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Heat-Related Mortality


Heat is associated with high mortality rates in the United States. The main route of entry of heat is the skin. The study was conducted using data that were collected in 105 cities in the United States in the 1987-2005 period to assess the mortality rates that were correlated with heat. It was established that there was a decline in the number of deaths. However, it was established that the elderly in society were more affected.

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Article summary

Bobb, J. F., Peng, R. D., Bell, M. L., & Dominici, F. (2014). Heat-related mortality and adaptation to heat in the United States. Environmental health perspectives, 23(12), 1-26.

The article focuses on the number of deaths that are caused by heat and how persons adapt to heat in the United States (Bobb, Peng, Bell & Dominici, 2014). The world is experiencing relatively high temperatures that are anticipated to have negative health impacts. The negative health impacts could be prevented if persons and communities are able to adapt to varying heat exposures.

However, the authors of the article argue that little is known with regard to the extent to which people across the world could be adapting (Bobb et al., 2014). The objective of the study was to assess the assumption that “if adaptation is occurring, then heat-related mortality would be decreasing over time” (Bobb et al., 2014, p. 2). The study utilized daily weather data, the number of deaths data that were grouped into ages and air pollution data. It is important to underscore that 105 cities in the US were studied for a period of 18 years (1987-2005). Regression models were used in the estimation of trends that were related to regions, cities and national statistics.

The results showed that “the number of deaths (per 1000 deaths) attributable to each 10oF increase in same-day temperature decreased from 51 (95% posterior interval: 42-61) in 1987 to 19 (12-27) in 2005” (Bobb et al., 2014, p. 18). It was noted that the biggest decline was among persons aged 75 and older. In addition, cities located in the northern parts of the United States were shown to have relatively high rates of mortality. The data correlate with those reported in the United States by other bodies (CDC Environmental Health, 2014; Environmental Health Perspectives, 2014). In fact, the National Center for Health Statistics (2014) contends that mortality rates vary among different ages.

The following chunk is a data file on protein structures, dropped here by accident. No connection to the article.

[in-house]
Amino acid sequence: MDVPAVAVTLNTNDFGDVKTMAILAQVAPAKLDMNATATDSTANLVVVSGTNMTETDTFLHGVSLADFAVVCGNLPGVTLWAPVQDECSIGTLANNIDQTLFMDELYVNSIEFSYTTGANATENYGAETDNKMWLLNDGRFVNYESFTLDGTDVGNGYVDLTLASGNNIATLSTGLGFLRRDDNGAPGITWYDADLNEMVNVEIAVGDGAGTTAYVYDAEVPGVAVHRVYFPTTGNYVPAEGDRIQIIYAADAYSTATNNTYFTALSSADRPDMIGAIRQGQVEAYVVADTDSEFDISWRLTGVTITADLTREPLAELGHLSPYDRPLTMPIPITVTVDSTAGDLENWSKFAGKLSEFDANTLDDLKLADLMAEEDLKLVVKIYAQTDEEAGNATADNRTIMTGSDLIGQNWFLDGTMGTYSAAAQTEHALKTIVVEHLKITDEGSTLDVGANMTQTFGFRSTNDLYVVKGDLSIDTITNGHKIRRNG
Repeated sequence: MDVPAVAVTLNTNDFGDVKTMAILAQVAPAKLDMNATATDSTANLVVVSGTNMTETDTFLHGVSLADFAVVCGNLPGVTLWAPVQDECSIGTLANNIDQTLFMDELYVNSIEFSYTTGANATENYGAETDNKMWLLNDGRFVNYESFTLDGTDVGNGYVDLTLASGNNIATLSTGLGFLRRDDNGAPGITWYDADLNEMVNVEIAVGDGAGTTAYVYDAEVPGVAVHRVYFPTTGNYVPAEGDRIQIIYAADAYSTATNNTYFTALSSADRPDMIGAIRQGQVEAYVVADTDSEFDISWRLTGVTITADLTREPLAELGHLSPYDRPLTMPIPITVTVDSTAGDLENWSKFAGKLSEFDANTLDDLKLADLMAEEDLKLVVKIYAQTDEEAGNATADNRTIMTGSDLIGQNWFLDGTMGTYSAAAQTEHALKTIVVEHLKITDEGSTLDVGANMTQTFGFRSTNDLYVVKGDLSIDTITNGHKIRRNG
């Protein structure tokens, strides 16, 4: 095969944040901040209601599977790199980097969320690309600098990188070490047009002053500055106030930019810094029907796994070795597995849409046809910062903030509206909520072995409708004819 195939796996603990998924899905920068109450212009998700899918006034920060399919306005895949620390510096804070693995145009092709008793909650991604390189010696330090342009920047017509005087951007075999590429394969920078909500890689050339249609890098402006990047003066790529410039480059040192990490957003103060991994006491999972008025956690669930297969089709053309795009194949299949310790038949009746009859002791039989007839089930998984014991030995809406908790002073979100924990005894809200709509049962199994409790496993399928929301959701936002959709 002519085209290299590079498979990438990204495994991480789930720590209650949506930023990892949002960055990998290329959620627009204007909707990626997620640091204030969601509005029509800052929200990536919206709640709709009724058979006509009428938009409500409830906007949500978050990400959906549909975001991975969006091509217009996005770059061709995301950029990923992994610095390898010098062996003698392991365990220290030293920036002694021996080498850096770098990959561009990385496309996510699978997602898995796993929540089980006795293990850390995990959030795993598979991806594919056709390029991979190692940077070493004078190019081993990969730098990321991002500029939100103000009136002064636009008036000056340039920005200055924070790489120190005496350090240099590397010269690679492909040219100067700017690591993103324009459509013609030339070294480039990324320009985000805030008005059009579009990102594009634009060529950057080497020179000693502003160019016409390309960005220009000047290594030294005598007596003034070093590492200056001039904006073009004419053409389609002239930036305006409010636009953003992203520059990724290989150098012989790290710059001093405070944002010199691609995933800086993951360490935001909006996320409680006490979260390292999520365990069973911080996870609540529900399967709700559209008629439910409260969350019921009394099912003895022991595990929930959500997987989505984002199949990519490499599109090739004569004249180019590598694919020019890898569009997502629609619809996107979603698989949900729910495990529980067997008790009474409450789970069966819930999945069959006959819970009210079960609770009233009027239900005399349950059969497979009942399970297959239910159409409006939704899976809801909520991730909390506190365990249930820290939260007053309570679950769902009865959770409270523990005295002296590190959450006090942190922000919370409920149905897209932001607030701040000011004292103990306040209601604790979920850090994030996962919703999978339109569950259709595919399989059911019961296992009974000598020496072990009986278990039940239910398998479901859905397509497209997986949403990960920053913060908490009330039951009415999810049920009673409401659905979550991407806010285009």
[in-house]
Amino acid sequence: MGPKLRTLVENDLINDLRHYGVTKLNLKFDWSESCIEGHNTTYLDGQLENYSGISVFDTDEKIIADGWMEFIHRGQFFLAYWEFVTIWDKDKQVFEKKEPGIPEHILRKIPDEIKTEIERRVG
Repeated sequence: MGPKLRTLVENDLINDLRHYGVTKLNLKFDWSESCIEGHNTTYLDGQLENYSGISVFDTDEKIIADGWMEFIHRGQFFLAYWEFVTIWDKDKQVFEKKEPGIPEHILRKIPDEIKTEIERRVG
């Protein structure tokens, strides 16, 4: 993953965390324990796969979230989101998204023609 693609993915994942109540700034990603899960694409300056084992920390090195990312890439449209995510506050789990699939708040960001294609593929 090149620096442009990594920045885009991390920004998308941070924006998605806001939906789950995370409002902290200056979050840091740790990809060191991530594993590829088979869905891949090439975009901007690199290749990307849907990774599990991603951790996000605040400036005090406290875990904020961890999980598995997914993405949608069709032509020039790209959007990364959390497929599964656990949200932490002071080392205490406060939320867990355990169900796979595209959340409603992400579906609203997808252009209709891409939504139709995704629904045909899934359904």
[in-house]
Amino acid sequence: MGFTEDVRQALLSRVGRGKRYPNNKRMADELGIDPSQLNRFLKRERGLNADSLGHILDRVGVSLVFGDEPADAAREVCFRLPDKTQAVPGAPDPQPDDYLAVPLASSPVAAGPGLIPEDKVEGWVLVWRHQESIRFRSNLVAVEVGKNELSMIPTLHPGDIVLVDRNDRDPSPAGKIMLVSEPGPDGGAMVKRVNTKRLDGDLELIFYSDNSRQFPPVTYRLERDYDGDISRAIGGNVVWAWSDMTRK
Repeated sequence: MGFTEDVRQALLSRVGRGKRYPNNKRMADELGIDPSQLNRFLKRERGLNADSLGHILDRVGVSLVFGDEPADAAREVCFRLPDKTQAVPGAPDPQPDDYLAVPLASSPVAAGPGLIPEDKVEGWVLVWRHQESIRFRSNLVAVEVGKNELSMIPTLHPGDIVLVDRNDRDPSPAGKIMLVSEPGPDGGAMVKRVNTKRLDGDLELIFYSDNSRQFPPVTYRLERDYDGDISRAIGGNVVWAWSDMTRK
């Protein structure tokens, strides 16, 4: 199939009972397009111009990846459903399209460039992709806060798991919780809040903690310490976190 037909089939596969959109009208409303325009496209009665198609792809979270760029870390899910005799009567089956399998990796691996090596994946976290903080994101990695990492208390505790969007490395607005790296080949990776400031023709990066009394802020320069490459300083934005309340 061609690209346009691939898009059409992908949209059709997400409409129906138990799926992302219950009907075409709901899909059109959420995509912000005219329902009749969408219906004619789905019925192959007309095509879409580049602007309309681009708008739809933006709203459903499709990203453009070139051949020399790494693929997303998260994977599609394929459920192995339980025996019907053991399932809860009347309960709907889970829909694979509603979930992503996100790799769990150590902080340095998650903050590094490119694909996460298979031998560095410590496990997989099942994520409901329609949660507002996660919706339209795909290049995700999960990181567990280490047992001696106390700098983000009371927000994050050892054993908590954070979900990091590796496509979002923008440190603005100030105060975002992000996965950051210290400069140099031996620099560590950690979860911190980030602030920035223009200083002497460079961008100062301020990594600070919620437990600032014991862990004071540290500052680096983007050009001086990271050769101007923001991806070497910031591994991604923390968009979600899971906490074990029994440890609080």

The route of exposure

The route of exposure that was the focus of the study was the skin. The authors contend that relatively high temperatures result in heat that penetrates through the skin. In fact, the larger the skin surface area that is exposed to heat the higher the chances of suffering from heat-related illnesses.

The environmental agent

The environmental agent (heat) that is addressed in the study represents a physical factor. Heat is obtained from the sun and it only harms persons when it penetrates the skin in relatively large amounts over prolonged periods (Moeller, 2011). However, although heat is a physical agent, it is crucial to note that it causes chemical changes in the body.

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An effective method of control

Behavioral control is an effective method of control that could be used to prevent persons from negative impacts of heat (Moeller, 2011). Another type of control is the use of protective materials (National Environmental Public Health Tracking, 2014). However, behavioral control is better than the use of physical means because more persons in society can adopt it without limitations based on their financial abilities (Moeller, 2011).


In conclusion, it is apparent that climate changes are leading to exposures to relatively high temperatures that harm people. Although the study findings demonstrate that there has been a reduction in the number of deaths caused by heat, more actions need to be taken to prevent deaths caused by the physical agent. Behavioral control is an effective approach that could be adopted by many persons in the United States.


Bobb, J. F., Peng, R. D., Bell, M. L., & Dominici, F. (2014). Heat-related mortality and adaptation to heat in the United States. Environmental health perspectives, 23(12), 1-26.

CDC Environmental Health. (2014). Data Resources. Web.

Environmental Health Perspectives. (2014). Learning to take the heat. Web.

Moeller, D. W. (2011). Environmental health (4th ed.). Cambridge, MA: Harvard University Press.

National Center for Health Statistics. (2014). Nation at a glance: Age-adjusted Death Rates by States. Web.

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National Environmental Public Health Tracking. (2014). National Environmental Public Health Tracking Program Mini-Monograph in Environmental Health Perspectives On-line. Web.

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